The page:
Lisa, I simply meant that, at best, T/A predicts the up or down market moves with a high probability but not certainty. For example, according to T/A (not to mention F/A) the market can be extremely oversold and yet still keep going down (Sep 2001) and it can likewise be extremely overbought and still keep going up (late 1999). Or, there can be a single day with an extreme market movement down (Oct 1987) or up (Jan 2001).
So, it is not optimal to bet 100% of the account based on T/A predictions since there is always a non-negligible probability that the oversold/overbought conditions will be continue. That's why money management (i.e., positon sizing) is the crucial aspect of a successful system. This is explicitly embedded in the Turtle system of Richard Dennis (who earned $200,000,000 through trading) and also emphasized by Ed Seykota (who had 100% average annual returns for 12 consecutive years and developed the first computerized trading system for a major firm).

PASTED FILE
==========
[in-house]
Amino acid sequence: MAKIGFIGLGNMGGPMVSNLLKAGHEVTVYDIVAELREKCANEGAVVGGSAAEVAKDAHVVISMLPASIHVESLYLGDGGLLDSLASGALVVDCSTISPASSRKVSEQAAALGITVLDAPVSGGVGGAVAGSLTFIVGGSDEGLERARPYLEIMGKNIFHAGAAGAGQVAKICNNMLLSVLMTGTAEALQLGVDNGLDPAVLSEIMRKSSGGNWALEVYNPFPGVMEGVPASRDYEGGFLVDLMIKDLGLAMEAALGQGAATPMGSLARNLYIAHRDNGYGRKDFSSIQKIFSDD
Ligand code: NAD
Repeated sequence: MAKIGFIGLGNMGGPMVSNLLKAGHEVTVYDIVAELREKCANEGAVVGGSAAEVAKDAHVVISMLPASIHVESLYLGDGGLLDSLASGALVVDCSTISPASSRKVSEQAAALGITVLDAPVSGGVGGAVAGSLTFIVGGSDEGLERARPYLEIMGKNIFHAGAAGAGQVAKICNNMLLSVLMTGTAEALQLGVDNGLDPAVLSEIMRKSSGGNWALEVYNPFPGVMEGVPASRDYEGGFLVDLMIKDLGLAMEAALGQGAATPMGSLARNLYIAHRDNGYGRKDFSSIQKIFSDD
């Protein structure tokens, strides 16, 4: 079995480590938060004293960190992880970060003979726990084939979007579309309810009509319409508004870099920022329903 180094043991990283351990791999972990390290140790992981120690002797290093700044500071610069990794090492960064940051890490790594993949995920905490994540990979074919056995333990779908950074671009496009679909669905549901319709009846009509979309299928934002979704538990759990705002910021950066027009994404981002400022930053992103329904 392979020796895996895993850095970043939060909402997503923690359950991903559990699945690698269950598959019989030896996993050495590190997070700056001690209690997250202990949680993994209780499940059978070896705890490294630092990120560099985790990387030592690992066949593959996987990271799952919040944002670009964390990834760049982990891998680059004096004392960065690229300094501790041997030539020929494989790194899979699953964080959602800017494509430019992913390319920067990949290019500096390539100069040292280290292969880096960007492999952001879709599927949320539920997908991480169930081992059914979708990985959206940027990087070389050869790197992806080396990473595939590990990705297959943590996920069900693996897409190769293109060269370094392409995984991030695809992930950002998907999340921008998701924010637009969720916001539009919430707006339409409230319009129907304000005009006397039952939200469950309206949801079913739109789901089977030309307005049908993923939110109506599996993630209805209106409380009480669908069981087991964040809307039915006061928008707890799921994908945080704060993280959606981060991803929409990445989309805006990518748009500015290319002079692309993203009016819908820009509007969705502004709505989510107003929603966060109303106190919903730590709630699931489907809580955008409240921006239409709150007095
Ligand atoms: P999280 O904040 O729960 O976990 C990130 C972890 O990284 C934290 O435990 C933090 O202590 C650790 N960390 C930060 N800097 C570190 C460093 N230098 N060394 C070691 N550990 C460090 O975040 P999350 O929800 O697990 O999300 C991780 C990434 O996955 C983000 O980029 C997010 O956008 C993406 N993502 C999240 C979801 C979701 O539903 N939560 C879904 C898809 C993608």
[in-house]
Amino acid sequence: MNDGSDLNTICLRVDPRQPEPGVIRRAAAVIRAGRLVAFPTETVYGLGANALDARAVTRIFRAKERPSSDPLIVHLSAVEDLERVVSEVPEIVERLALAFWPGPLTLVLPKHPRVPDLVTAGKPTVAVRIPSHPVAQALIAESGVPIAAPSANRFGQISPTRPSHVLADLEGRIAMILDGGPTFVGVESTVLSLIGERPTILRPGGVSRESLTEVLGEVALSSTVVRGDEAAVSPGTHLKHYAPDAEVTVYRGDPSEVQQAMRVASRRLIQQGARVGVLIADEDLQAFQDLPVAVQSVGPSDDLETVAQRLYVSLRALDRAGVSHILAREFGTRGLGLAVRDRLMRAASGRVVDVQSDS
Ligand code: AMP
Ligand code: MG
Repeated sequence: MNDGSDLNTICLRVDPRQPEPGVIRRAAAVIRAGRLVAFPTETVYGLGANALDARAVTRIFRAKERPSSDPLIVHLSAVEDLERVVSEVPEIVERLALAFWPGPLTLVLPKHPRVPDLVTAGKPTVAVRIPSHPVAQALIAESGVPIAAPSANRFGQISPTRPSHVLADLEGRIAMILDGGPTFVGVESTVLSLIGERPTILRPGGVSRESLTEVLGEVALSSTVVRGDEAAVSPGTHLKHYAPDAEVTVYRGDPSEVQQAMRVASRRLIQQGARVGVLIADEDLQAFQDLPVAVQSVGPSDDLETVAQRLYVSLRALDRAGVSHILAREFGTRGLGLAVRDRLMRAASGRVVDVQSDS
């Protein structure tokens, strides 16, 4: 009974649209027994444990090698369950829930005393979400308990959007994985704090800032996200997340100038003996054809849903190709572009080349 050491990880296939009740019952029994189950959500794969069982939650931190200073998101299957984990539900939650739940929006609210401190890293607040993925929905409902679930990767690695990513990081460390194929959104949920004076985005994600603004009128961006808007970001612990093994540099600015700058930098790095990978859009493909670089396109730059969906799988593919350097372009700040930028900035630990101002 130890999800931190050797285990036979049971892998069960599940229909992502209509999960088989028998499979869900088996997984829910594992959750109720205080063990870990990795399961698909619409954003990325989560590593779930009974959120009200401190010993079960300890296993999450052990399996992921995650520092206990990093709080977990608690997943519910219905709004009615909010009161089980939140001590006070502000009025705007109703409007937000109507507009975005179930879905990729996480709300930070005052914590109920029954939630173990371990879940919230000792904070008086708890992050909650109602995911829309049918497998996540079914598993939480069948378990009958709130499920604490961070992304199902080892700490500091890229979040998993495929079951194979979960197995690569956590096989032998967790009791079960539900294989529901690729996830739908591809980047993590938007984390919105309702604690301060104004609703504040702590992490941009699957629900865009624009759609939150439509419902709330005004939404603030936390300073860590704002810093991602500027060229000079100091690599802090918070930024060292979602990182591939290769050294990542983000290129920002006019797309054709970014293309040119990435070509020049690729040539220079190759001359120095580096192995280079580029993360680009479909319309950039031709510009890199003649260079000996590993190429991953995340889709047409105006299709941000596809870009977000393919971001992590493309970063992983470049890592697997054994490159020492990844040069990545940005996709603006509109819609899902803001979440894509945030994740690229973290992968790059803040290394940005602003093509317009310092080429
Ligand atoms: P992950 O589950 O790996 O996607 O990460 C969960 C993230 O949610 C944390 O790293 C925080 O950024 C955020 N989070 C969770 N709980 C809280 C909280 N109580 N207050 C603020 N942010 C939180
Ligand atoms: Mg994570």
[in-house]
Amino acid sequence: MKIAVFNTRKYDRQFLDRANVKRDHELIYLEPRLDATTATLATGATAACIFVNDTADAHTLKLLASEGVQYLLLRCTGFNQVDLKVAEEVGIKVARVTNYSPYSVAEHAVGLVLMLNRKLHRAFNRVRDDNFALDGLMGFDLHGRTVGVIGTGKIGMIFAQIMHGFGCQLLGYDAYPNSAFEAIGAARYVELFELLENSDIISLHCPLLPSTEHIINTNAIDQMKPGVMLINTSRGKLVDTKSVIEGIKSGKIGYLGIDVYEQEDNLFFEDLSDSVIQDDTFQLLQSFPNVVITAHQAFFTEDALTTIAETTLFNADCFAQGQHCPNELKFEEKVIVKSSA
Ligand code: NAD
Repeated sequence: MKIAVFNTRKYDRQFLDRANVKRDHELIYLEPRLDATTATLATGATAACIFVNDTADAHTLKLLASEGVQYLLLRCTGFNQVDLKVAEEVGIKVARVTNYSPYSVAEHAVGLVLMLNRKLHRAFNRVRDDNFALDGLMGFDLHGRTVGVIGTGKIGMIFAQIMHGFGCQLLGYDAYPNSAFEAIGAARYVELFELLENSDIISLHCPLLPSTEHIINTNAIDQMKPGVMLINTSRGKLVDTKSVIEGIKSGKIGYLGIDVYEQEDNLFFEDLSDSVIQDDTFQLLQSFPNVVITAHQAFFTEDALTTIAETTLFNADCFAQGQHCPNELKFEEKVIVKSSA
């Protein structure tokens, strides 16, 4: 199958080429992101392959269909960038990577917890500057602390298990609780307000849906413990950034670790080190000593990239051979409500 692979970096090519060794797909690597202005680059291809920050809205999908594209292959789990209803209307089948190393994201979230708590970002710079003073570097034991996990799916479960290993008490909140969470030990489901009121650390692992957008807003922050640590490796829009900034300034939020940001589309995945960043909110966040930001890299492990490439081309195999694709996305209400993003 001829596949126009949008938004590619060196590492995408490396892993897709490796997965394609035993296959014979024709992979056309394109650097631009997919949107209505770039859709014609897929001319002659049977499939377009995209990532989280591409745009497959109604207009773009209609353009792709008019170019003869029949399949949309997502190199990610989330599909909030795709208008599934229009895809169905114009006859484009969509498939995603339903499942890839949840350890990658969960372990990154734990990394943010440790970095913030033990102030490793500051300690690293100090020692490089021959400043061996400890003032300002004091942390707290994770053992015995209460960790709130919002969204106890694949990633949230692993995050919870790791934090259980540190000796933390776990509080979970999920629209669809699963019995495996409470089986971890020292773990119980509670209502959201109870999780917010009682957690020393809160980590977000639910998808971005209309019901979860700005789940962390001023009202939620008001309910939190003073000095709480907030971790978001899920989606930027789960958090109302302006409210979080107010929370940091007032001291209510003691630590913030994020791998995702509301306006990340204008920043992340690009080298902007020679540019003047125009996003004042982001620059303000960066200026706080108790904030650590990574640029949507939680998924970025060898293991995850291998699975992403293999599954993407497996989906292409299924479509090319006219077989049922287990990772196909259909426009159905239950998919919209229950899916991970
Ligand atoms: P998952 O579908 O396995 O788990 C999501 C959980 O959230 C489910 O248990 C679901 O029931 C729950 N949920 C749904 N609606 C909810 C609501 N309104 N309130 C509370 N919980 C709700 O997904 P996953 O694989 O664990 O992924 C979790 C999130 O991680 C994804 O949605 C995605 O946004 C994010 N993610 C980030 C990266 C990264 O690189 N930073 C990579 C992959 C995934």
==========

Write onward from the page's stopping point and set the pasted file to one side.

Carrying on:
Now, there are some tools in probability theory that are of help in estimating the correct position sizes (Kelly's formula for the fixed-fraction betting system) and in calculating the chances of "blowing up" that is losing 100% of the account (solution formula for the gambler's ruin problem). These are a bit too simplistic for the stock market case but still provide important insights.
All this becomes even more important when using leverage (margin, Profunds 2x leveraged funds, options, futures). Leverage is absolutely crucial in order to achieve average returns of, say, 100+% a year as many top traders have done (trading futures, options, commodities, etc.) And yet, without disciplined money management, leverage exacerbates that much more the risk of "blowing up" the account. Incidentally, I am reading now Lowenstein's book on Long Term Capital Management where some these issues are brought up.